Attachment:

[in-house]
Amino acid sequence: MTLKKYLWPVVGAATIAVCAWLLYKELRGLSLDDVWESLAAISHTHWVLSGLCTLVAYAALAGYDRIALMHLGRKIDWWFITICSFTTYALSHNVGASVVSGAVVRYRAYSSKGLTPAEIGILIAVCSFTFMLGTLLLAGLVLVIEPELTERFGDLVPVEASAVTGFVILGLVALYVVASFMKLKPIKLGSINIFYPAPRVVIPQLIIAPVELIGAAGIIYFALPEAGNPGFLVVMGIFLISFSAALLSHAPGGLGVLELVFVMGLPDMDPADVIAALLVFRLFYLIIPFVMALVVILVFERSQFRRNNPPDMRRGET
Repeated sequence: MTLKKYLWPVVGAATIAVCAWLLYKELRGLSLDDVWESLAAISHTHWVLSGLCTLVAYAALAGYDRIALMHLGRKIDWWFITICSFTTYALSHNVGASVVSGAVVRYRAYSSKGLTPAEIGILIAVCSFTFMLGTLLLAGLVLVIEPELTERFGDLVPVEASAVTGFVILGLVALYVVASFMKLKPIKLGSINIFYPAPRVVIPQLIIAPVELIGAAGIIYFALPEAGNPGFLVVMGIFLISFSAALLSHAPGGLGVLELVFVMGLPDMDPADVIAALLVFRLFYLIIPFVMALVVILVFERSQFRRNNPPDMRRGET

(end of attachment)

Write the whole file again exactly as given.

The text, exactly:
[in-house]
Amino acid sequence: MTLKKYLWPVVGAATIAVCAWLLYKELRGLSLDDVWESLAAISHTHWVLSGLCTLVAYAALAGYDRIALMHLGRKIDWWFITICSFTTYALSHNVGASVVSGAVVRYRAYSSKGLTPAEIGILIAVCSFTFMLGTLLLAGLVLVIEPELTERFGDLVPVEASAVTGFVILGLVALYVVASFMKLKPIKLGSINIFYPAPRVVIPQLIIAPVELIGAAGIIYFALPEAGNPGFLVVMGIFLISFSAALLSHAPGGLGVLELVFVMGLPDMDPADVIAALLVFRLFYLIIPFVMALVVILVFERSQFRRNNPPDMRRGET
Repeated sequence: MTLKKYLWPVVGAATIAVCAWLLYKELRGLSLDDVWESLAAISHTHWVLSGLCTLVAYAALAGYDRIALMHLGRKIDWWFITICSFTTYALSHNVGASVVSGAVVRYRAYSSKGLTPAEIGILIAVCSFTFMLGTLLLAGLVLVIEPELTERFGDLVPVEASAVTGFVILGLVALYVVASFMKLKPIKLGSINIFYPAPRVVIPQLIIAPVELIGAAGIIYFALPEAGNPGFLVVMGIFLISFSAALLSHAPGGLGVLELVFVMGLPDMDPADVIAALLVFRLFYLIIPFVMALVVILVFERSQFRRNNPPDMRRGET